Noam Chomsky has kindly called to my attention, and has circulated to some members of the press, a number of corrections of my review of François Ponchaud’s Cambodge: Année Zéro [NYR, March 31].
First, I attributed to “texts distributed in Phnom Penh” the injunction that not only enemies of the regime but “their off-spring until the last one” should be suppressed. On page seventy-three of his book, Father Ponchaud does not in fact quote this phrase from an official text but says it is a “leitmotif” of the justifications that are made for suppression. He earlier cites a number of slogans similar to the ones I quoted, which are being used to justify the current “purification.” For example, “It is not enough to cut off a weed, it must be pulled up by the roots.” Such slogans, he says, are used both on the government radio and in meetings. He adds that:
Several reports by witnesses [témoi-gnages] even affirm that in numerous localities the wives and children of officers have also been done away with.
Secondly, I should not have identified the newspaper Prachachat as a “government paper,” but rather as a Thai paper, which on June 10, 1976, carried an interview with a Khmer Rouge official who said, as Ponchaud writes, that he found the revolutionary method of the Vietnamese “very slow,” requiring “a lot of time to separate the good people from the counter-revolutionaries.” It was the Thai reporter of this paper who drew the conclusion I quoted that the Khmers have “overturned the basket and with it all the fruit it contained, and will, from now on, choose only the fruit that suits them perfectly.”
My reference to the death of “one quarter” of the population in a single year must be corrected. Ponchaud’s text is as follows:
The unremitting work, the insufficient food, the deplorable sanitary conditions, the terror and summary executions permit us to imagine the nightmarish [hallucinant] human cost of the Khmer revolution. In 1970, the Cambodian population was estimated at 8 million people…. In 1975, Prince Sihanouk—here in agreement with the Americans—calculated the war dead at 600,000, to which figure must be added 600,000 wounded. On 17 April 1976, the first anniversary of the liberation, the Kampuchean authorities announced that there were 800,000 dead and 240,000 disabled veterans [invalides de guerre].
As for those who died during the “peace,” no one can put forward a figure with exactitude; but it is certainly more than a million. At the end of 1975, official diplomatic sources estimated a figure of 800,000 dead; sources from the American Embassy, 1.2 million; and the American relief services [services caritatifs] in Bangkok, 1.4 million. No one will ever know the precise number of victims but from listening to the accounts of refugees of the deaths in their respective families, the number is without doubt considerable.
Noam Chomsky, I should add, has questioned some of the figures cited by Father Ponchaud. He deeply distrusts those from US sources. He finds it extremely difficult to see why deaths from malnutrition and disease should be attributed to the Khmer Rouge rather than to the Americans who devastated the countryside and forced the population into the cities. He argues, among other criticisms, that it is unlikely that the Cambodians would have reported that 800,000 were killed and 240,000 disabled by the war, and that Ponchaud may have reversed these figures.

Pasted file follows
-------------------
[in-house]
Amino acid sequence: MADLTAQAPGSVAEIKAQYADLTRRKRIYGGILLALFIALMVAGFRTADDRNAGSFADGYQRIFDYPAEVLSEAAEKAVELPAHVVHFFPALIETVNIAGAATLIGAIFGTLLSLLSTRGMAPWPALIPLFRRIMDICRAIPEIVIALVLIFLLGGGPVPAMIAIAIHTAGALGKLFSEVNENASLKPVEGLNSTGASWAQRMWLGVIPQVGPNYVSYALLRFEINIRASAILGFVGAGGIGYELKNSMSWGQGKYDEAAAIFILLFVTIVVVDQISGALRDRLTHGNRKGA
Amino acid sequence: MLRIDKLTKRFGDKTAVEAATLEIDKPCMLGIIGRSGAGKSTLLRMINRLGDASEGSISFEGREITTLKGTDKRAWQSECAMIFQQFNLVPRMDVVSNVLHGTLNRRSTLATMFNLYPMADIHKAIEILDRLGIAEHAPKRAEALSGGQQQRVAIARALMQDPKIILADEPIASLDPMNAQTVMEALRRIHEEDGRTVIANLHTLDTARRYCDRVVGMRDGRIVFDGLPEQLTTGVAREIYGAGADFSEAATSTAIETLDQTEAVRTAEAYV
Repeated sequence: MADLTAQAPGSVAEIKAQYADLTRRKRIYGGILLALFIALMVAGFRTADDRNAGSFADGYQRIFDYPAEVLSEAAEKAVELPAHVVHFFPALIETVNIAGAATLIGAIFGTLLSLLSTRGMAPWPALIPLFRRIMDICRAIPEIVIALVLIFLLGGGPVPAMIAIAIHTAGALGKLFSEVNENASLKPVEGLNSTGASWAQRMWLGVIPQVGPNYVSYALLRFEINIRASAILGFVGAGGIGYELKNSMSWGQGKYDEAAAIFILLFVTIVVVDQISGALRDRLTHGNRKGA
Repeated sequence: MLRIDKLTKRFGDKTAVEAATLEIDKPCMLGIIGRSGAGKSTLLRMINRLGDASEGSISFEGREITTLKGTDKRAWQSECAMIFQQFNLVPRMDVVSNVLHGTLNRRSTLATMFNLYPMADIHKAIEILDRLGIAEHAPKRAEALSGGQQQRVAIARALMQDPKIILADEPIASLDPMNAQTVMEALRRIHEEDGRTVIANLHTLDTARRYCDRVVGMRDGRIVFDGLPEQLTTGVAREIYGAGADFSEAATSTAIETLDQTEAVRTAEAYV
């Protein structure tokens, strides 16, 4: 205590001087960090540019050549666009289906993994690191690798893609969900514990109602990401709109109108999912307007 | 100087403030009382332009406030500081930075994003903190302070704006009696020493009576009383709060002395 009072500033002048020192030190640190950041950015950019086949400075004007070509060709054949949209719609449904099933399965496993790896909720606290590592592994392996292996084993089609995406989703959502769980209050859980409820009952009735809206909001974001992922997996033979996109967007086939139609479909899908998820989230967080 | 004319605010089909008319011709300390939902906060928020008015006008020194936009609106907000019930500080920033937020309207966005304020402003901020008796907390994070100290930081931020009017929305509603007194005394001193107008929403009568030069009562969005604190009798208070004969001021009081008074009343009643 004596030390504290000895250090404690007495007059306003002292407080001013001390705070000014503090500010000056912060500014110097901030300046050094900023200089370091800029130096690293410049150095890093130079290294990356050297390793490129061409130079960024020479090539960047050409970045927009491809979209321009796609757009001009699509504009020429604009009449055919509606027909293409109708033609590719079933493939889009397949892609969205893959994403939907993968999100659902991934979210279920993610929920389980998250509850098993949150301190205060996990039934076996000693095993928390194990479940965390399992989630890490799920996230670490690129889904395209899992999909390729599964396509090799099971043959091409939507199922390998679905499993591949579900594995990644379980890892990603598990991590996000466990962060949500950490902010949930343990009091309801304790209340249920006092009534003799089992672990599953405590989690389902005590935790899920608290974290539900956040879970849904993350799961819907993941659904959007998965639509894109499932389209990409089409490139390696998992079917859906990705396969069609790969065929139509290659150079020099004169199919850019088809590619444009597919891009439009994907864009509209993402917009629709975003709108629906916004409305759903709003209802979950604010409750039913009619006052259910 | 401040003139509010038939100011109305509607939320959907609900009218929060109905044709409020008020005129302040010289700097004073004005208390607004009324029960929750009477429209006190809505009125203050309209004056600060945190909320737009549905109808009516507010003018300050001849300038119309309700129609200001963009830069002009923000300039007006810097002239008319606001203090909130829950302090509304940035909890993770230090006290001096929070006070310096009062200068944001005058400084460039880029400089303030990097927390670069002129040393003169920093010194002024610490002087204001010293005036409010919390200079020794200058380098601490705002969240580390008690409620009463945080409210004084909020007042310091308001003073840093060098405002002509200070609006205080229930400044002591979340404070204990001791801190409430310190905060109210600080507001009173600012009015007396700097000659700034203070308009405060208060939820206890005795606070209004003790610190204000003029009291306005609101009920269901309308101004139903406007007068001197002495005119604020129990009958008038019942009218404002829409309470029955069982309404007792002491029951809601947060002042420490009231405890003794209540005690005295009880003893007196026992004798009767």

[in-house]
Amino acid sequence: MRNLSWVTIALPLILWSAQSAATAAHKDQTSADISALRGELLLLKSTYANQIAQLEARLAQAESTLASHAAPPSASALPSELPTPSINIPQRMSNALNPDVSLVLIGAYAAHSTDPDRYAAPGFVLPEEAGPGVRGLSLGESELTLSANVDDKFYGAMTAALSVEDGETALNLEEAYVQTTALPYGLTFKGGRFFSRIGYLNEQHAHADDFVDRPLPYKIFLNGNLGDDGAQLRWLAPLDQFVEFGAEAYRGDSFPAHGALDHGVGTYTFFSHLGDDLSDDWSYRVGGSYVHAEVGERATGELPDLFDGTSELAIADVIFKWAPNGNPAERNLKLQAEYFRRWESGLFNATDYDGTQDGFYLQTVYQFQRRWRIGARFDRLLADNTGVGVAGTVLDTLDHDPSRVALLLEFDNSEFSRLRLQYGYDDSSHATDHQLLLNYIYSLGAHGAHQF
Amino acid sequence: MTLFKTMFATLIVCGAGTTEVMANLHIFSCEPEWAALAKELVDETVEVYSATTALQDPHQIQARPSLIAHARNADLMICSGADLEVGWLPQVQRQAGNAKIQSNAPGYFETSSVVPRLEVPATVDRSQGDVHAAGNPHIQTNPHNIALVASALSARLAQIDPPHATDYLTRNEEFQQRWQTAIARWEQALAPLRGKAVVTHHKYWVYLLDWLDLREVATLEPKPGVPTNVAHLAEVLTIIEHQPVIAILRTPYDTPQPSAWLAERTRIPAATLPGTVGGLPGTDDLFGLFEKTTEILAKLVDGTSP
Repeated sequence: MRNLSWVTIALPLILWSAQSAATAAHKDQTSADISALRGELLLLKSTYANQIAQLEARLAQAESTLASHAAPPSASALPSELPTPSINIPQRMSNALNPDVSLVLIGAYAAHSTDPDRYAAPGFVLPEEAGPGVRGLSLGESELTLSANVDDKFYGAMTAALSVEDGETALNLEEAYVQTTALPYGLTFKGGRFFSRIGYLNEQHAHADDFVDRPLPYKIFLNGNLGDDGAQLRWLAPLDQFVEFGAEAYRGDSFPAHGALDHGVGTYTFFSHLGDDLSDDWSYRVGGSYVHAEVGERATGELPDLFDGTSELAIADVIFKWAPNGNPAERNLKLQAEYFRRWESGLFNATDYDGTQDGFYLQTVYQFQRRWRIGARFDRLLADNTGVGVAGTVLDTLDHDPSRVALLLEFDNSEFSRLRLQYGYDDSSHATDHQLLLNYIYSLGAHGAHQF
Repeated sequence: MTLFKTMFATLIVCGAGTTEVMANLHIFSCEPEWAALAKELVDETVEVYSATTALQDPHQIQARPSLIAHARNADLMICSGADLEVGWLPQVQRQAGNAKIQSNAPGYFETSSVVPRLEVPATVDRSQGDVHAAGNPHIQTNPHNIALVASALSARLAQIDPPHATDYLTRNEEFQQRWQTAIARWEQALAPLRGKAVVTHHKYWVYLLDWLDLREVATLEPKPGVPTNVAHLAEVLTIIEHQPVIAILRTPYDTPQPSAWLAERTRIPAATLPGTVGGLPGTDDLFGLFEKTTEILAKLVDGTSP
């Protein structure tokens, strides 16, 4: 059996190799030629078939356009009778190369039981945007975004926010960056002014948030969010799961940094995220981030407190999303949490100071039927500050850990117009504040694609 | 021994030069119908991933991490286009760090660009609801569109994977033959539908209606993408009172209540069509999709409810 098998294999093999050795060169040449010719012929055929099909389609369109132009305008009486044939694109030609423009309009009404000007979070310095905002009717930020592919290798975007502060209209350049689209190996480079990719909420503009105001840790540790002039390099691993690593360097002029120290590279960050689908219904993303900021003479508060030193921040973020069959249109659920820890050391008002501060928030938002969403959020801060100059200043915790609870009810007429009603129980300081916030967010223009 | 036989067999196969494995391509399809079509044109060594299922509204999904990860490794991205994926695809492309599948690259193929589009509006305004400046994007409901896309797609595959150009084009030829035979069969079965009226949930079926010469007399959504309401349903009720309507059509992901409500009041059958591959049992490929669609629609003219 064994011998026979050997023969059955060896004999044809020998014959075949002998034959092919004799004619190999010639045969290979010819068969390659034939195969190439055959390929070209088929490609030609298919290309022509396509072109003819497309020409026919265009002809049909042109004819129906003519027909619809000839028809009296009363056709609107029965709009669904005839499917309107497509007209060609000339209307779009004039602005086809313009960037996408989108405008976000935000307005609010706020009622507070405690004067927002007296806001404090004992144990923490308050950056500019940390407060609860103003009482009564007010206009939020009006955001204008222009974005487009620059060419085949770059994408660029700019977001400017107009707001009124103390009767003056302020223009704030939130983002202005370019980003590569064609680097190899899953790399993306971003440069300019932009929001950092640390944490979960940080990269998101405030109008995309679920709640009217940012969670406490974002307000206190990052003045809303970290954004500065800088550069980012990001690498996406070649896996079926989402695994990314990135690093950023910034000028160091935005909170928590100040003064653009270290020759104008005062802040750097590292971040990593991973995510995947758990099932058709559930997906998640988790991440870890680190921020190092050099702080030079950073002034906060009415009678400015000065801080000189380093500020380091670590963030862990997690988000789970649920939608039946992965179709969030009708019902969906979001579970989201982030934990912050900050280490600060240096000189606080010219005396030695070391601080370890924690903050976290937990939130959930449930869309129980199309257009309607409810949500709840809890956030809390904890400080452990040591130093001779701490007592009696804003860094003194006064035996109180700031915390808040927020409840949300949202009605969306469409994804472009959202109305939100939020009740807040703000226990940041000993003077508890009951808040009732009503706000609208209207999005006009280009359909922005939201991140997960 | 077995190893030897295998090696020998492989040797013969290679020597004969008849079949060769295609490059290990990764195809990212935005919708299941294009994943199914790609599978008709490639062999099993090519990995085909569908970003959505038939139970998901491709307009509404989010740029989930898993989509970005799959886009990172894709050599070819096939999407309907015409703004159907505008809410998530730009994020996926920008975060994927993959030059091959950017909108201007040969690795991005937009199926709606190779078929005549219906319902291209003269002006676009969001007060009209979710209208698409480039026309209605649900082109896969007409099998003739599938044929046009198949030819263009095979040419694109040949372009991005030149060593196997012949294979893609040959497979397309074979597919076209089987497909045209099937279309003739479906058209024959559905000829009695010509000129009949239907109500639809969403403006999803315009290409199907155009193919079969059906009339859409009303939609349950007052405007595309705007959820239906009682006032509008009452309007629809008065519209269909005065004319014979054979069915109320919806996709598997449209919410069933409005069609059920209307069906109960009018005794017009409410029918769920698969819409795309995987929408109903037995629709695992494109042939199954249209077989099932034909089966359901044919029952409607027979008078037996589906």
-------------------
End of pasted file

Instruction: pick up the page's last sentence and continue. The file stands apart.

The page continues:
Noam Chomsky’s corrections have caused me great distress. By pointing out serious errors in citation, he calls into question not only my respect for texts and the truth, but also the cause I was trying to defend. I particularly regret the misleading attributions I mentioned above and I should have checked more accurately the figures on victims, figures deriving from sources that are, moreover, questionable. My reading of Ponchaud’s book was hasty, emotionally intense, too quick in selecting polemical points. But if I must plead guilty in handling the details of my review, I would plead innocent concerning its fundamental argument.
Faced with an enterprise as monstrous as the new Cambodian government, should we see the main problem as one of deciding exactly which person uttered an inhuman phrase, and whether the regime has murdered thousands or hundreds of thousands of wretched people? Is it of crucial historical importance to know whether the victims of Dachau numbered 100,000 or 500,000? Or if Stalin had 1,000 or 10,000 Poles shot at Katyn?
I fully understand the concerns of Noam Chomsky, whose honesty and sense of freedom I admire immensely, in criticizing, with his admirable sense of exactitude, the accusations directed at the Cambodian regime. He is seeking to establish the truth and also, I would think, to combat criticism which may have the effect of serving the interests of the Nixon-Ford establishment and its allies. Such criticism may please the champions of intervention in Indochina, who were responsible for the war in Cambodia and who are guilty—as I said in my review—of initiating and prolonging the blood-bath which still afflicts that unhappy country today. However, because denunciations of Stalinism pleased Senator McCarthy, would that have been good reason for remaining silent about the Gulag?
The pseudo revolutionaries in Cambodia have locked their country away from the eyes of the world, have turned many of their people into cadavers or mere cattle; they have not only killed Lon Nol’s officials but have also murdered their women and children, maintaining order with clubs and guns. I think the problem that presents itself today is that of the life of a people. And it is not only because I once argued for the victory of this very regime, and feel myself partially guilty for what is happening under it, that I believe I can say: there is a time, when a great crime is taking place, when it is better to speak out, in whatever company, than to remain silent.
May 26, 1977